We will create a procedural texture by adding 4 octaves of Simplex noise. When applied to the teapot, the texture looks like this: In the above image, the texture is being computed for every single fragment, using the fragment position as input to the noise function. But this is quite expensive, so let us test whether we can approximate the texture by moving that texture calculation from the fragment shader to the TES(and we will be using the tessellated vertex position as input to the noise function). In the below montage, we can see the resulting textures for different tessellation levels: As can be observed, already in level 3 we are getting quite acceptable results. But how fast is this? I tested it on two devices: my Macbook running Intel Iris 5100(an integrated graphics card), and my stationary desktop running GeForce GTX 960. In the profiling test, I position the camera such that the teapot covers the entire screen. This means that the fragment will have to be evaluated for every single pixel, and so it is maximally expensive. By using Query Objects I then measure the average time taken to render the teapot. We can see the results in the table below

Intel Iris GTX 960
Original 12.1ms 4.63ms
Level 1 2.67ms 0.78ms
Level 2 4.27ms 1.83ms
Level 3 6.21ms 2.63ms
Level 4 7.65ms 4.75ms
Level 5 7.88ms 4.88ms

As can be seen, the winnings are huge for the integrated graphics card; doing the calculation in TES is always faster! The integrated graphics card has very few shader cores compared to a real graphics card, and so it struggles a lot with computing the procedural texture in real time. But by doing the computation in TES, the graphics card does not have to do as much work anymore, and it becomes much faster.

But we can also see that the GTX 960 is a lot faster. This makes sense, as it has a lot more shader cores at its disposal. Even so, up to tessellation level 3 we are obtaining a speedup from using the tessellation technique. But beyond that level, it seems that the overhead from doing all the tessellation becomes too much, and it becomes slower. But we can see that it is certainly possible to use the technique in order to make faster procedural textures

## Drawbacks

But like all techniques, this technique is not without its drawbacks. A first drawback is that, since the technique uses tessellation shaders, you will need a relatively up-to-date graphics card. In particular, it must support at least OpenGL 4.0

Another drawback of the technique is that sometimes you will need a ridiculously high tessellation level to provide a decent approximation. The previous procedural texture we could approximate with relatively low levels of tessellation. But that was only because the texture was a rather low-frequency texture(it was rather blurry and did not have much detail). If we try the same thing on a more high-frequency texture, that is, a texture with more detail, things will not go very well. If I tested the technique on a detailed procedural texture, I needed at least a tessellation level of 11 to provide a decent approximation: But if I tested the performance on my Intel Iris 5100, the original one had a render time of 27ms, but the tessellated one had a render time of 65ms! I suppose it is much slower because doing all that tessellation creates a large amount of overhead.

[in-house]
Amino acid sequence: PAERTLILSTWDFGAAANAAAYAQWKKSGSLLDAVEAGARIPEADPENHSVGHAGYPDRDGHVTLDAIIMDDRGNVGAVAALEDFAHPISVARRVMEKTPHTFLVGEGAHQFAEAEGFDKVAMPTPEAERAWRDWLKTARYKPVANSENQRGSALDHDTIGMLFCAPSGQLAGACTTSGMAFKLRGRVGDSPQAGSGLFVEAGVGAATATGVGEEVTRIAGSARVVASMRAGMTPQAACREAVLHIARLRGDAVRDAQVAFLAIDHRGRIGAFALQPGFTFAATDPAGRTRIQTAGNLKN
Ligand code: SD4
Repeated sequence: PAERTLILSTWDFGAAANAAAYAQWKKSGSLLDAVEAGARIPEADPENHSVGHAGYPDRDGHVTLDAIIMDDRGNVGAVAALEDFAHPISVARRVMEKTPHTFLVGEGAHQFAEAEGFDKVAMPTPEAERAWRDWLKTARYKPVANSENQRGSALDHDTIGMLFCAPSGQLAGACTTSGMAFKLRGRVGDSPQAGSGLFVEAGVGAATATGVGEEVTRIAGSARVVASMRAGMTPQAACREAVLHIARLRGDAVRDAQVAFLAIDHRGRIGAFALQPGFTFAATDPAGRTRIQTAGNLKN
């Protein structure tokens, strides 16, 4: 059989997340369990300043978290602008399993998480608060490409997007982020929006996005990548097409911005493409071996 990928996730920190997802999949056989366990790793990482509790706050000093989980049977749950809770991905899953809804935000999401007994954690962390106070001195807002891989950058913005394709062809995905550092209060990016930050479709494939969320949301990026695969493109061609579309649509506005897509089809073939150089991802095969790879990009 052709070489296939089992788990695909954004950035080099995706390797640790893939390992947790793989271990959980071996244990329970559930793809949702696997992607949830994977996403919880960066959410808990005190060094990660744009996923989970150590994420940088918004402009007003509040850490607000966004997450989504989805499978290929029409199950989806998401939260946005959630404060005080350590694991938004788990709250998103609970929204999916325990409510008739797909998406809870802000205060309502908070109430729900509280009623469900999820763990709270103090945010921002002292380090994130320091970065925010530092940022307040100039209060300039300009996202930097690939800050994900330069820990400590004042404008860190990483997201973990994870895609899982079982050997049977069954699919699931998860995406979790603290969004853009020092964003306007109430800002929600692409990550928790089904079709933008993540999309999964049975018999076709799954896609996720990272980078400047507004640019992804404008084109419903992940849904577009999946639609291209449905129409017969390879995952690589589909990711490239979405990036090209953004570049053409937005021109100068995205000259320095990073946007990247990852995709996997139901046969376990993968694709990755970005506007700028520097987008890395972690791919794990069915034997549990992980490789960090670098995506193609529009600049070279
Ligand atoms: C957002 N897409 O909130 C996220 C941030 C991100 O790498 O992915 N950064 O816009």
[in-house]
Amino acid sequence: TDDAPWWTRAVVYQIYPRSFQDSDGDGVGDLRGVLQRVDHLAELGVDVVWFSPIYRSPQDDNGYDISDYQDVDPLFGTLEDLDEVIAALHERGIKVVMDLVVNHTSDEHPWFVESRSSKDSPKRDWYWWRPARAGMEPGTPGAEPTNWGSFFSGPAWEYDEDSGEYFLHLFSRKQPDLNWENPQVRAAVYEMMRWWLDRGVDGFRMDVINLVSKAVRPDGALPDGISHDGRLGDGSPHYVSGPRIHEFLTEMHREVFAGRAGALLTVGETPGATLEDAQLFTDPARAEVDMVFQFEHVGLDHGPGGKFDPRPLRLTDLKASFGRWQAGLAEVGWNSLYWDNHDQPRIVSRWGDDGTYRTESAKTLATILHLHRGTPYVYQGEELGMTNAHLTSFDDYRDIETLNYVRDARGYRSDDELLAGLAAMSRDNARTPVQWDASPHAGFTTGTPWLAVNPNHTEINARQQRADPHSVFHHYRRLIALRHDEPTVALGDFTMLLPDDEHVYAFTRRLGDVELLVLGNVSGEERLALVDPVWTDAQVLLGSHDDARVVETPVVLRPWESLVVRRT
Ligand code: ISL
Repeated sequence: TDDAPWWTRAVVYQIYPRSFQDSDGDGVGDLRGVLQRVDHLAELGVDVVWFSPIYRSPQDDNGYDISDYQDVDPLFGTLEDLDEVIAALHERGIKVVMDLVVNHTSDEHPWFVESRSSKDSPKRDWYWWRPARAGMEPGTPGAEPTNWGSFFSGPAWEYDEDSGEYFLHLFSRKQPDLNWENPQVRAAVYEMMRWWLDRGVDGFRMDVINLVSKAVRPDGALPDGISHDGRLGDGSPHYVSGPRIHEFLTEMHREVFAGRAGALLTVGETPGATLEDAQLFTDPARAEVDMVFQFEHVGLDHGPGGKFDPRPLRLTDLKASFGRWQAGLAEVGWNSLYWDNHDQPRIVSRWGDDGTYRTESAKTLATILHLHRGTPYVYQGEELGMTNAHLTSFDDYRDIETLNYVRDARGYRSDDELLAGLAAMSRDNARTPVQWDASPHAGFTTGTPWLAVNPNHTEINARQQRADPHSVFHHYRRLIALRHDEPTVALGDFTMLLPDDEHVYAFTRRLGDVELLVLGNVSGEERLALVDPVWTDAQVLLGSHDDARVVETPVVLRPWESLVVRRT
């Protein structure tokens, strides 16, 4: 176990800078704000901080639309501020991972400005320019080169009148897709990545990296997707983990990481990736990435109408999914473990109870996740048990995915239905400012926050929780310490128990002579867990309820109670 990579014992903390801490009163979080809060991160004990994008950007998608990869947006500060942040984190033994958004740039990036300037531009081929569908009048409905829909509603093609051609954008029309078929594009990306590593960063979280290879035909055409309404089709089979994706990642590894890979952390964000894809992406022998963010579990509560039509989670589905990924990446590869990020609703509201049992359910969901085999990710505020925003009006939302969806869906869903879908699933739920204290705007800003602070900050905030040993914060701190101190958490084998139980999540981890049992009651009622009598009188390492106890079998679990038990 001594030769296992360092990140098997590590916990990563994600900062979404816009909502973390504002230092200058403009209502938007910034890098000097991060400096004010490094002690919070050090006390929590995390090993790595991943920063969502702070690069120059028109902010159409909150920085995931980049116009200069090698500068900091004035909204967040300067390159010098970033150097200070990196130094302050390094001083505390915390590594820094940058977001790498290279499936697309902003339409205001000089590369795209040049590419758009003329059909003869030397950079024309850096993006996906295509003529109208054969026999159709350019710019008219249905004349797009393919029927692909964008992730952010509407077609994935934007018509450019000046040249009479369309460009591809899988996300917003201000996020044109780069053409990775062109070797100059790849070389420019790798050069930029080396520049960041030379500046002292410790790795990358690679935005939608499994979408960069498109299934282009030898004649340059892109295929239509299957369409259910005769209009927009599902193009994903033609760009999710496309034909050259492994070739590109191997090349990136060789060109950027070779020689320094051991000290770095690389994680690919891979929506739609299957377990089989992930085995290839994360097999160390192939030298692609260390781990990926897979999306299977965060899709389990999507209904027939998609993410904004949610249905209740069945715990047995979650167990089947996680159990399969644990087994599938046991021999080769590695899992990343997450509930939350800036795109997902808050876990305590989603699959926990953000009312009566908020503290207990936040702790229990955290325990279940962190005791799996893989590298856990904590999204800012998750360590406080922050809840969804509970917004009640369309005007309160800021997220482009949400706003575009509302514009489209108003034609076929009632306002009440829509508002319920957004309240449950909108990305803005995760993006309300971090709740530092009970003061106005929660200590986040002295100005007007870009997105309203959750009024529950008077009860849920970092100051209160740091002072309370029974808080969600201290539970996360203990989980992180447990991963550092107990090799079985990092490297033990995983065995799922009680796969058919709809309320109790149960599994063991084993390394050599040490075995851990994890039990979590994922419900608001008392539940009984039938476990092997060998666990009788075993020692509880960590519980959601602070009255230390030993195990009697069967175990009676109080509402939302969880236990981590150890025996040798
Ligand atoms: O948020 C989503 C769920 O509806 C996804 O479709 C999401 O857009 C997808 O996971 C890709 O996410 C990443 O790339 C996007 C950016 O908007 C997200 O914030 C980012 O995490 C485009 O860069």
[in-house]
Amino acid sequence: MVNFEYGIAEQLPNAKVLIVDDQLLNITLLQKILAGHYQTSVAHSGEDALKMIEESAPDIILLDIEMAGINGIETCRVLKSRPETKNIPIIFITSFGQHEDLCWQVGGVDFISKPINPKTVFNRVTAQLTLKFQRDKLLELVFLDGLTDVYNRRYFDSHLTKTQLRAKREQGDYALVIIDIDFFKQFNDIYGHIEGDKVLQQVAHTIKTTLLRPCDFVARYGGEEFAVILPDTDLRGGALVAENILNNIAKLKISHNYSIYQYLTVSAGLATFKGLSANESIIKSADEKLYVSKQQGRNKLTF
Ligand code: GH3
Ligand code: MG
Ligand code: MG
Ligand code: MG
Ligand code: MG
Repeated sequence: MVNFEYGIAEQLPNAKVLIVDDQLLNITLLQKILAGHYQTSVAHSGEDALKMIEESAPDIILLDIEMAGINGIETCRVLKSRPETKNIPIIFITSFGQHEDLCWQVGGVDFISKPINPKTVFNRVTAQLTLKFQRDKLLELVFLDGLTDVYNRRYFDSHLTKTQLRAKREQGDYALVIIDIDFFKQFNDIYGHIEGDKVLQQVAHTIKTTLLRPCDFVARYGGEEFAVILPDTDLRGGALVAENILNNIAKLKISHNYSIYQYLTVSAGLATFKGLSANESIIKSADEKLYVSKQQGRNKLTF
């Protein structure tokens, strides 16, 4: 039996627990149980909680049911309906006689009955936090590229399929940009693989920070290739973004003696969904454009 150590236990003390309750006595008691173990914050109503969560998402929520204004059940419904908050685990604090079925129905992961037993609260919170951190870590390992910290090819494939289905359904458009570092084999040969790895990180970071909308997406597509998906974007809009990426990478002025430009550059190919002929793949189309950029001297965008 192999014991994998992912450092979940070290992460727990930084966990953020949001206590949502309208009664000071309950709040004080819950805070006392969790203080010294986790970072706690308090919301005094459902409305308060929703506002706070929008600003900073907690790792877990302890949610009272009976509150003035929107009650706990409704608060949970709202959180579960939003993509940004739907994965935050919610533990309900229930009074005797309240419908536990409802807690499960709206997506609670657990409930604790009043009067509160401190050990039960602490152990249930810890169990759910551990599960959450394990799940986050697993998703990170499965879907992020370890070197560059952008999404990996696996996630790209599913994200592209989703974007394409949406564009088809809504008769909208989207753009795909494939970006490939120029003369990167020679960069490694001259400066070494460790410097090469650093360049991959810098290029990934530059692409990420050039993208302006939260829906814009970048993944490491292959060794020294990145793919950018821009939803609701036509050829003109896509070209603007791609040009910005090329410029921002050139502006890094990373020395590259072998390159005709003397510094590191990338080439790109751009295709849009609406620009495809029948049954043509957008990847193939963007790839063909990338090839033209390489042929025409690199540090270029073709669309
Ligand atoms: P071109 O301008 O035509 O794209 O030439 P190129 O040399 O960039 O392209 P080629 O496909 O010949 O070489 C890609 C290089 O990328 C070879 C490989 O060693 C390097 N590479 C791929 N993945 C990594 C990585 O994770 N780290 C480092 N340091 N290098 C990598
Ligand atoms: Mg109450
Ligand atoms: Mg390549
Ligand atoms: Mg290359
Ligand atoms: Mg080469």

So it is not a good idea to apply this technique on high frequency signals. That is, if some calculation in the fragment shader generates a high frequency signal, it would be a very bad idea to move that calculation to TES, because we would need an absurdly high tessellation level. But as long as the signal is not too high frequency, we should pretty much be safe, I suppose.

Wang et al. are using evolutionary programming to determine which computations are low frequency to the degree that they can be moved from the fragment shader to TES. But it is certainly also possible to determine this manually, by moving out different calculations to TES and then profiling.

## Conclusion

Even with all of its drawbacks, I still think that this technique presented by Wang et al. is a very nice technique, and as I have shown, it may lead to significant speedups if used properly. If you ever are struggling with squeezing out the last bits of performance out of an expensive fragment shader, this technique is definitely something you shoulder consider using.

Also, I have provided a demo application of the technique on github. This application was used to produce all the teapot images seen in this article. Below is an image of the application Finally, do note that the technique I presented here is just one of the shader simplification techniques discovered by Wang et al. Another brilliant technique that they discovered, is that you can use Bezier triangles to approximate shaders, and by doing so achieve significant speedups Once I have time, I am planning on making a write-up about this second technique a well, so, please, look forward that!